I’ve always believed, perhaps contrary to popular thought, that racism is a very human trait, and that a little racist hides in every one of us – in some, more than others. Anyone claiming otherwise, I fear, is a hypocrite.
Defining our identity by differentiating ourselves from the “other” is part and parcel of being human. But the question has always been how one acts and behaves, as an individual and as part of society, with this intrinsic characteristic. Some societies, due to various objective or subjective circumstances, are more prone to exhibit this trait than others.
It seems the headlines from the past two weeks in Israel were meant to offer us one mirror after another, starting with an amusement park setting different opening hours for Jews and Arabs, continuing with an Arab taxi driver being physically attacked in Jerusalem, and ending with a bank refusing to open a bank account for an Arab. Readers of this blog know that this is not the first post dealing with similar seemingly isolated incidents, and it’s hard not to connect the dots and paint a very worrying picture of Israel in 2013.
So as usual, we deplore and condemn these incidents as they hit the news, and pay the right lip service to help us deal with that annoying nagging in our brain called our conscience. But that is where things end. We insist on avoiding any serious soul searching that might actually lead us to come to terms with who we are and what we have become, and rethink the direction in which this country is headed. No one is innocent in this case, including the author of these words.
The underlying reasons for what has already become a national reflex abound, but first and foremost, I believe that objective historical facts have caused subjective psychological processes resulting in aggressive or violent societal behavioral patterns. Suffering from tons of insecurity, Israelis have built a macho overly – confident, exclusive and forceful identity, that automatically challenges the legitimacy of other identities, and that leaves little room for sympathy, never mind empathy with the “other’. As if in a zero-sum game, where the other’s gains can only be our losses, we fear that by acknowledging alternative narratives we risk dissolving our own narrative.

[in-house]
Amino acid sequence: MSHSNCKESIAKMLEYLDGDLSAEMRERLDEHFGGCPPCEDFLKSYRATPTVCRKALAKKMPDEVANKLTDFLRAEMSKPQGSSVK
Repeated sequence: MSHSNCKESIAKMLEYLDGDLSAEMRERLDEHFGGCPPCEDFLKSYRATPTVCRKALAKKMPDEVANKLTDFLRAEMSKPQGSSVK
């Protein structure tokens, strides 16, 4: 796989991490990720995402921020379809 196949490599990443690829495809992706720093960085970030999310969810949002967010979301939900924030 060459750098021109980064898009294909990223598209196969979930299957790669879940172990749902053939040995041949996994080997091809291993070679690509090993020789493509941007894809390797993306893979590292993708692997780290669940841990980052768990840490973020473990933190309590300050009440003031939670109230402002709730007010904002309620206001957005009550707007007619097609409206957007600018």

Suffering from a painful history of racial discrimination and persecution, we have traditionally claimed the moral high-ground. But can we continue to do so if we cannot make room for other groups within our own society, never mind people with other national or ethnic backgrounds?
If we want to make Israel a better place, we must make a brave attempt to understand the ways in which our collective history and heritage continue to shape our subjective perception of other people. We have to learn, listen to, and make an effort to understand and communicate with – other narratives.
Only a reconciled and inclusive society will have the confidence to make the painful concessions needed to make peace with the Palestinians.
Given, it’s easier said than done. The best place to start is the education system. Bursting out in laughter during a speech in the Knesset last week, the new Education Minister showed a flair for the unusual and potential for out-of-the-box thinking. If we don’t see a serious effort by his ministry to fight racism, sewing together the fraying seams in the Israeli society will be an almost impossible task.
Poles Apart/ Pink Floyd
Did you know . . . it was all going to go so wrong for you
And did you see it was all going to be so right for me
Why did we tell you then
You were always the golden boy then
And that you’d never lose that light in your eyes
Hey you . . . did you ever realize what you’d become
And did you see that it wasn’t only me you were running from
Did you know all the time but it never bothered you anyway
Leading the blind while I stared out the steel in your eyes
The rain fell slow, down on all the roofs of uncertainty
I thought of you and the years and all the sadness fell away from me
And did you know . . .
I never thought that you’d lose that light in your eyes